Okay, here’s the deal. My dad is perpetually in awe of the fact that I am able to calculate tips in my head. It is apparently an act of rare mathematical acrobatics. The fact that I can get the right answer before he can get it from the calculator in his cell phone, apparently, worthy of a Nobel prize. Some people give a 20% tip, not out of generosity, but because the math is easier. Still others don’t give any tip at all, which I admit is the easiest math of all. I do the traditional 15%, but I’m beginning to question why. Not because I don’t believe in tipping. On the contrary. I’ve seen quite a few people who seem to think that the whole world is Medieval Times (TM), and as such abusing and berating the serving staff is not only allowed but encouraged. This is not Victorian London, and that man’s name isn’t Jeeves, so give him a break, and a tip, thank you.
I’ve got one friend, and I use the term mostly out of habit at this point, that is somewhat cheap, and doesn’t tip. This is fine. Some people don’t tip and say so. Fair enough. The thing is, this guy doesn’t tip, ever, but gives a reason each time. A carefully chosen, completely arbitrary and ridiculous reason. Example? Well, once, when he ordered the food, there was no ketchup on the table. He requested some. Actually, what he requested was “A lot of ketchup.” She came back with two bottles. Then a few minutes later, she brought out the food. The time to tip comes along, and he says, “I don’t think she should get anything, because she didn’t get the ketchup out here fast enough.” It got there BEFORE THE FOOD! What was he planning to do, drink it? (Actually, this was a distinct possibility.) Other people won’t pay the tip because, “If they can’t make enough money on this job they should just get a better one.” This is a great theory, except that if getting a better job was just a matter wanting it, chances are that you’d be making enough money that you wouldn’t be pinching pennies about 15% of that BLT.
So if I support the tip, then what is the problem with the 15%? Simple. Because the cost of the meal has nothing to do with the quality or difficulty of service. Realistically, all a waiter has to do, typically, is get the food to the table. In 90% of the cases, this consists of carrying it and putting it down roughly in the right place. Maybe there is some beverage refilling as well. Note that I have not mentioned food cost. That’s because it is irrelevant. If one table ordered 15 salads at a three bucks a piece, and another ordered one steak for $45, that’s the same tip. Does that make sense? Worse, some restaurants put the waiting staff to work. Things like Banana’s Foster involve pyrotechnics, for crying out loud, and I’m pretty sure cherries Jubilee involves plasma fireworks and yellow raincoats. Picture a restaurant that’s has a four for a dollar banana’s Foster special, and a super deluxe luxury cheese cake for $50, the person playing with fire gets 15 cents for his trouble, while that cake placer gets a whopping $7.50. Fair? NO!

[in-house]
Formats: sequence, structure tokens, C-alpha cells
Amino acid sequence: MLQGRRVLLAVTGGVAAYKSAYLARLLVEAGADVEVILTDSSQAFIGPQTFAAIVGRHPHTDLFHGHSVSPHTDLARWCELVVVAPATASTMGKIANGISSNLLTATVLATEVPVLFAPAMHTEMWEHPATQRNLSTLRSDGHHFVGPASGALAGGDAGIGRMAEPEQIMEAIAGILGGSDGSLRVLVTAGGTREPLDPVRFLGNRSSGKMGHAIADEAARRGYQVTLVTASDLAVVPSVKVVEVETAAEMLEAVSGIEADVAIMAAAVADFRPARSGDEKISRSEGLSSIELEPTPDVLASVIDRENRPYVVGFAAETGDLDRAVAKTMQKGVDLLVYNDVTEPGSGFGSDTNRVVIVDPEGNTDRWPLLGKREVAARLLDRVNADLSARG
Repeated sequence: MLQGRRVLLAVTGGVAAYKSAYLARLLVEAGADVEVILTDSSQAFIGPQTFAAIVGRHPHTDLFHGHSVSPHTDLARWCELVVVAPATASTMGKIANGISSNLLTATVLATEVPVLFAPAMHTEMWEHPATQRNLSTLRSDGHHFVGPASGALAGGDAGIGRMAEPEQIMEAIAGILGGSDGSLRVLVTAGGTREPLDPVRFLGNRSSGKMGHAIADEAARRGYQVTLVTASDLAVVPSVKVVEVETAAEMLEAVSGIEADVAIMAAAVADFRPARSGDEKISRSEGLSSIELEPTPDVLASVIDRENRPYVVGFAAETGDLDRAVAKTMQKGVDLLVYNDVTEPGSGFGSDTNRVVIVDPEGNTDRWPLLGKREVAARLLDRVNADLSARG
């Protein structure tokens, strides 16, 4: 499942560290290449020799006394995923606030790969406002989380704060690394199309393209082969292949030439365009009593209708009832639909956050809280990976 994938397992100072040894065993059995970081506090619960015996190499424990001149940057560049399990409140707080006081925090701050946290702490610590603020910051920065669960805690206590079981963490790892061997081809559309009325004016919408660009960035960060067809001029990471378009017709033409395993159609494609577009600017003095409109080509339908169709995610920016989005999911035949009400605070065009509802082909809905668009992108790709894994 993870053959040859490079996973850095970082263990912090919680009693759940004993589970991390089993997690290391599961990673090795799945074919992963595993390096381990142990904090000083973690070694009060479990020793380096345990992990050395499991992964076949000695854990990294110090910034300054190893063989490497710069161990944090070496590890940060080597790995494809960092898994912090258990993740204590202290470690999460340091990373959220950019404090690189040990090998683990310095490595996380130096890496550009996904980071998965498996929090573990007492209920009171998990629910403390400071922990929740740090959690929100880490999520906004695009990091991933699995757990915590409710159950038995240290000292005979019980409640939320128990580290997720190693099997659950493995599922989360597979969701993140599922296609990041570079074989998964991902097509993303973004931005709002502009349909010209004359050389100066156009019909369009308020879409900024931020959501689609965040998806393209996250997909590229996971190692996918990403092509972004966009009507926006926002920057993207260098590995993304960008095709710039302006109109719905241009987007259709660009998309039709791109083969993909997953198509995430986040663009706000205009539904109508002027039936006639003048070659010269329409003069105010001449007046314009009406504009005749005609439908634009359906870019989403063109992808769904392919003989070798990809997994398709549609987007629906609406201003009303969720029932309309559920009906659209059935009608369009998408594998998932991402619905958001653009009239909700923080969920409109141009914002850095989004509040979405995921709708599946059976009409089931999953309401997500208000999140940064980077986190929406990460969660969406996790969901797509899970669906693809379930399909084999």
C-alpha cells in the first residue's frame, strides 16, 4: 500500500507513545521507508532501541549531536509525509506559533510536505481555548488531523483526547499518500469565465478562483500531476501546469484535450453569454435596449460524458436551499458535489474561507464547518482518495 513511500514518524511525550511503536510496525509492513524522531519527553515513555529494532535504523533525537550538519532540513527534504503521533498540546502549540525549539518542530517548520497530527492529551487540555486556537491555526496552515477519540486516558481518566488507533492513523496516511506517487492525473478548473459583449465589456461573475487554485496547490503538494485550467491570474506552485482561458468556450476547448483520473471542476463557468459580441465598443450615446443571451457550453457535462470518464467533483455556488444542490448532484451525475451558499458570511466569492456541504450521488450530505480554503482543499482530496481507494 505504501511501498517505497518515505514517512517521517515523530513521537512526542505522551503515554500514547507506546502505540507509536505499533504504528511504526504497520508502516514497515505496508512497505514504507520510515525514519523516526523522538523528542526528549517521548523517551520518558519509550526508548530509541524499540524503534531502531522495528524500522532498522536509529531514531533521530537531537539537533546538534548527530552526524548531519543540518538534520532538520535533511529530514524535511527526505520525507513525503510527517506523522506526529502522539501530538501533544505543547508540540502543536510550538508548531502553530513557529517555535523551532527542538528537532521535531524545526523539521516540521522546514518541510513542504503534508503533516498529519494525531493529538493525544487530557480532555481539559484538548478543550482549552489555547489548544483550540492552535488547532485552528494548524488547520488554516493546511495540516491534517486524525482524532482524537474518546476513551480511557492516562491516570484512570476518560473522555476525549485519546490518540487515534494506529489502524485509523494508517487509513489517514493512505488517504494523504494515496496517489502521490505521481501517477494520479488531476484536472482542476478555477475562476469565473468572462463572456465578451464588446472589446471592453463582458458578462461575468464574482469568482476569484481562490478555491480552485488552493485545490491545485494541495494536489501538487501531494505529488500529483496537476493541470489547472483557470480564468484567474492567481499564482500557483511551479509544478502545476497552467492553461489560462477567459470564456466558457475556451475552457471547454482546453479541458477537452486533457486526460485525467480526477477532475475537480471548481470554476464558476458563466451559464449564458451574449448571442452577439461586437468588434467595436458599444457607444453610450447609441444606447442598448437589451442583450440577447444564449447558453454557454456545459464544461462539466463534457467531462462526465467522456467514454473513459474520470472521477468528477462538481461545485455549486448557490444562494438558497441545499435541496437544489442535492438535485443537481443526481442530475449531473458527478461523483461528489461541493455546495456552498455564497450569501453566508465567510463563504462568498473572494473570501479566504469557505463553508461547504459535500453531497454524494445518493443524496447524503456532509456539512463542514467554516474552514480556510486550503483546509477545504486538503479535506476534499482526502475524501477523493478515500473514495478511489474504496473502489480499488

So how do we solve this? Simple. Degrees of difficulty. You put together a menu that grades the food on how hard it is to serve. Then you keep a tally. Is it a one star meal? A buck for each plate, and another buck for every refill… fifty cents if they just bring the pitcher over. I think anything that involves a performance, like singing happy birthday or some other demeaning song gets you 3 stars, three bucks per plate. A costume or some ridiculous uniform gets you a bonus star. If you have to make something at the table? 4 stars, 4 bucks a plate? If you are risking life and limb? That’s a five star. So there you are, already it is a better system because it rewards the server for the effort put in, and it only involves addition, no percents. But there is one MORE reason why this is a good policy. What did I just get up to, 6 stars for setting fire to a crepe while dressed like a pirate? That leaves plenty of room for personal improvement, because MY scale doesn’t stop at ten. Steak juggling? That’ll get you 8 stars, easy. Blind folded flaming Kabob delivery via trapeze? Heck, that’s a good 15 stars. Long distance beverage refill? I’ll give you a star for every yard, but you’d better be darn accurate. Just think how much those Benihana chefs would be racking up. So let’s see some initiative, restaurants. Put a degree of difficulty on that menu and open the door for high difficulty, competition bus-boying and high velocity, precision appetizers. DINNER AND A SHOW, PEOPLE! DINNER AND A SHOW!